clock menu more-arrow no yes mobile

Filed under:

Paul Wight explains how WWE disrespected him right to his face

Paul Wight was today’s guest on Renee Paquette’s Oral Sessions podcast. One of the first topics he talked about was his creative frustrations with WWE over the last couple of years. Wight wanted more work in the ring, but WWE preferred keeping him on the sidelines:

“For me, I think creatively it was just frustration. I’ve gone back and forth with Paul Heyman and Bruce Prichard and Vince [McMahon]. I had some medical issues a couple years ago where I had some problems with the hip real bad. And you know how things are there when you get out of the loop a little bit, it’s real hard for them to work you back into the loop, no matter how much talent you have, no matter how much you have to offer. And it was just frustrating to me, because I mean, yeah sure I was making money. I worked once against Drew after WrestleMania’s like, I need more than this guys. I have never been, ever, a sit on the bench guy...I like to work for my money, I like to earn it, and I like to perform it.”

Wight also told a story from a few years back, where someone in WWE’s talent relations department insulted him right to his face:

“I got the speech five years ago that’s a pretty bad speech. I got pulled into a talent relations office. And got told that I will never main event a WrestleMania again, I will never main event a pay-per-view again, and I will only be used to get over NXT talent. That was said to my face. There’s your fucking inspiration, now go work hurt...Vince didn’t say that to me. It wasn’t him...but nothing gets said to you without know where it comes from. So it hurt a little bit.”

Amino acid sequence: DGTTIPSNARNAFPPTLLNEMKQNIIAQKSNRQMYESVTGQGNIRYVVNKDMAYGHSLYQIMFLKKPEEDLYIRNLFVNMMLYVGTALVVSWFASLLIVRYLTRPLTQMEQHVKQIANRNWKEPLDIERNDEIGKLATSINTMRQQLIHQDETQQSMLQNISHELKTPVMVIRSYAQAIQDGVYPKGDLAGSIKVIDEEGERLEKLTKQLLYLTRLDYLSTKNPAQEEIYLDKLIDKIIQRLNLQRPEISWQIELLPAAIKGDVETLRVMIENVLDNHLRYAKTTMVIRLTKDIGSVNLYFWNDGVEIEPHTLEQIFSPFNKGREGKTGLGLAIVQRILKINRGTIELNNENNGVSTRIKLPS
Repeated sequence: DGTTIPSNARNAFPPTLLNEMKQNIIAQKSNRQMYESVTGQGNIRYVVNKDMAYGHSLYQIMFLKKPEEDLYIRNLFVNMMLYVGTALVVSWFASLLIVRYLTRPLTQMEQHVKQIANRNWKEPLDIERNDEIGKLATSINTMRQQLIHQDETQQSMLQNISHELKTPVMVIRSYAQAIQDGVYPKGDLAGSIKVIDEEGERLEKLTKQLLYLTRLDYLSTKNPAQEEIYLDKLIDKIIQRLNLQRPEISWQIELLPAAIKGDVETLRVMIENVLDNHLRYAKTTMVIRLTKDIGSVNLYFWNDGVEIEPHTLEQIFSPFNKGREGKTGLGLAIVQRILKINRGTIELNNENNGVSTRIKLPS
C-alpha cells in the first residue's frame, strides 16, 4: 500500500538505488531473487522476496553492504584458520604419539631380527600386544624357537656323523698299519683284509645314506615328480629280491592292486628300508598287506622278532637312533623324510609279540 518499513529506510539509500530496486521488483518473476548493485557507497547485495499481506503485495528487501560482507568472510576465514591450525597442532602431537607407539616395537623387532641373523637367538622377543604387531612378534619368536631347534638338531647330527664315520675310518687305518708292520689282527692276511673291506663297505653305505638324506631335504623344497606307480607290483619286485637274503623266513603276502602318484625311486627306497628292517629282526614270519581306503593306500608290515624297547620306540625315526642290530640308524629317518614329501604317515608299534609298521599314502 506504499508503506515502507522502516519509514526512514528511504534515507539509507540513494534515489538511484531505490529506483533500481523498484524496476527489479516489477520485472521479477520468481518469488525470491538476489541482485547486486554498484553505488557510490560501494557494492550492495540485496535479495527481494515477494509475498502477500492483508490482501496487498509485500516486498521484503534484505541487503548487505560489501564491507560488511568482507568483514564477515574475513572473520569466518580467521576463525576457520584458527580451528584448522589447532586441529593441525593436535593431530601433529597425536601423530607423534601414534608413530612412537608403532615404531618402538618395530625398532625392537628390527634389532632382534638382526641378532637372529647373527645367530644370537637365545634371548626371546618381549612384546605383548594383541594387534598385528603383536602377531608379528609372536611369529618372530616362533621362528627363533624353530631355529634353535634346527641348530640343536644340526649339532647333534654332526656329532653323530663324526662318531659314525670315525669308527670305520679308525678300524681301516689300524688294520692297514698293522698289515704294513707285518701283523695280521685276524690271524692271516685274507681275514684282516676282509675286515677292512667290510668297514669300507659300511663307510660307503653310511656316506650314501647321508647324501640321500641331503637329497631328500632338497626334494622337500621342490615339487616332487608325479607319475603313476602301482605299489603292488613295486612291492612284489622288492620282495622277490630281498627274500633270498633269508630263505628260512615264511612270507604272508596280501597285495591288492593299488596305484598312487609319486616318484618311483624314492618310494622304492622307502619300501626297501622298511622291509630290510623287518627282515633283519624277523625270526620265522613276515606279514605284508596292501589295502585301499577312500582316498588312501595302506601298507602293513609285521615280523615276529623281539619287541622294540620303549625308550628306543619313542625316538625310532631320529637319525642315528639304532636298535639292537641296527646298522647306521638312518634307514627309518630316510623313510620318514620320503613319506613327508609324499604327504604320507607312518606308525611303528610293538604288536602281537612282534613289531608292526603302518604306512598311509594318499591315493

WWE’s decision on how to book the Big Show in these later years of his career presents the problem of how to seamlessly mix in older and younger talent. Naturally, the older star feels like he has a lot left in the tank and still has creative desires to fulfill, whereas the company wants to focus more on developing newer stars. Those aren’t two mutually exclusive goals, however, and it’s understandable why Wight felt disrespected by the blunt speech he was given five years ago by a McMahon underling in a suit. From Wight’s perspective, he busted his ass for years in WWE making as many dates as possible and constantly working hurt, so a speech like that only serves to undermine his hard work.

Wight makes it clear that he is not angry at WWE. But it was obvious that they wanted to retire him from the ring, and he wasn’t ready for that. His decision to move on from 20+ years with WWE and sign with AEW happened very quickly, within a 48 hour window. It’s just business.

Wight also jokes in the podcast about botching the name of AEW’s Revolution pay-per-view during his first interview on Dynamite. Doing his best Vince McMahon impression, Wight indicates that he would have been shredded to pieces and called stupid over that kind of error because McMahon is a perfectionist, but it wasn’t an issue at all backstage with AEW.

If you want to hear about some of Wight’s potential dream opponents in AEW, you can check out his full interview on Renee Paquette’s Oral Sessions podcast right here.

Sign up for the newsletter Sign up for the Cageside Seats Daily Roundup newsletter!

A daily roundup of all your pro wrestling news from Cageside Seats